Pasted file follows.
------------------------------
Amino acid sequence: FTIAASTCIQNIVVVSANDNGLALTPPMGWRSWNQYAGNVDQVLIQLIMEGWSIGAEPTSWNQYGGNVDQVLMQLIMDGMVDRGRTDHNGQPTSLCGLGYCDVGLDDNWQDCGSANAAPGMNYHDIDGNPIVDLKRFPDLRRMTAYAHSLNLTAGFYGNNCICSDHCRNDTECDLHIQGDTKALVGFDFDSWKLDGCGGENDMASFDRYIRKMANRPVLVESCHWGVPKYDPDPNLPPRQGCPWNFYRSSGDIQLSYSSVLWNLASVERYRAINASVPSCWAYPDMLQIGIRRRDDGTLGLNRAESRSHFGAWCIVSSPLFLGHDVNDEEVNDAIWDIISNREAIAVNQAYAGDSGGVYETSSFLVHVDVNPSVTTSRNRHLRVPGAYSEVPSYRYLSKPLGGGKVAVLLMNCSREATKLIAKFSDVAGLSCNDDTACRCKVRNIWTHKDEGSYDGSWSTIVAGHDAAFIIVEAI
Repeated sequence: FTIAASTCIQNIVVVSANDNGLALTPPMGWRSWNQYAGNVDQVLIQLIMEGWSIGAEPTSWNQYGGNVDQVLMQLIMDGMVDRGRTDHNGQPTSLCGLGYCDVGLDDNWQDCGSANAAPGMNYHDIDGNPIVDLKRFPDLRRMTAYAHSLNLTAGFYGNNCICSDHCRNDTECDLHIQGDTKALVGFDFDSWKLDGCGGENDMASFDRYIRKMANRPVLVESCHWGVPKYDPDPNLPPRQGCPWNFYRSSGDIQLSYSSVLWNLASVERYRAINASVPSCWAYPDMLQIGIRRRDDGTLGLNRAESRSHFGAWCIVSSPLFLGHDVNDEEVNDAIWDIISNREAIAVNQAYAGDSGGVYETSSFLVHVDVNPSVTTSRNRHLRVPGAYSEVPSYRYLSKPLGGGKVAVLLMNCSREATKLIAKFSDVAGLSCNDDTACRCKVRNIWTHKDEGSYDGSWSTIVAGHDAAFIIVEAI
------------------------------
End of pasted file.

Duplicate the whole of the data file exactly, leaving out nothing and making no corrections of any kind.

Amino acid sequence: FTIAASTCIQNIVVVSANDNGLALTPPMGWRSWNQYAGNVDQVLIQLIMEGWSIGAEPTSWNQYGGNVDQVLMQLIMDGMVDRGRTDHNGQPTSLCGLGYCDVGLDDNWQDCGSANAAPGMNYHDIDGNPIVDLKRFPDLRRMTAYAHSLNLTAGFYGNNCICSDHCRNDTECDLHIQGDTKALVGFDFDSWKLDGCGGENDMASFDRYIRKMANRPVLVESCHWGVPKYDPDPNLPPRQGCPWNFYRSSGDIQLSYSSVLWNLASVERYRAINASVPSCWAYPDMLQIGIRRRDDGTLGLNRAESRSHFGAWCIVSSPLFLGHDVNDEEVNDAIWDIISNREAIAVNQAYAGDSGGVYETSSFLVHVDVNPSVTTSRNRHLRVPGAYSEVPSYRYLSKPLGGGKVAVLLMNCSREATKLIAKFSDVAGLSCNDDTACRCKVRNIWTHKDEGSYDGSWSTIVAGHDAAFIIVEAI
Repeated sequence: FTIAASTCIQNIVVVSANDNGLALTPPMGWRSWNQYAGNVDQVLIQLIMEGWSIGAEPTSWNQYGGNVDQVLMQLIMDGMVDRGRTDHNGQPTSLCGLGYCDVGLDDNWQDCGSANAAPGMNYHDIDGNPIVDLKRFPDLRRMTAYAHSLNLTAGFYGNNCICSDHCRNDTECDLHIQGDTKALVGFDFDSWKLDGCGGENDMASFDRYIRKMANRPVLVESCHWGVPKYDPDPNLPPRQGCPWNFYRSSGDIQLSYSSVLWNLASVERYRAINASVPSCWAYPDMLQIGIRRRDDGTLGLNRAESRSHFGAWCIVSSPLFLGHDVNDEEVNDAIWDIISNREAIAVNQAYAGDSGGVYETSSFLVHVDVNPSVTTSRNRHLRVPGAYSEVPSYRYLSKPLGGGKVAVLLMNCSREATKLIAKFSDVAGLSCNDDTACRCKVRNIWTHKDEGSYDGSWSTIVAGHDAAFIIVEAI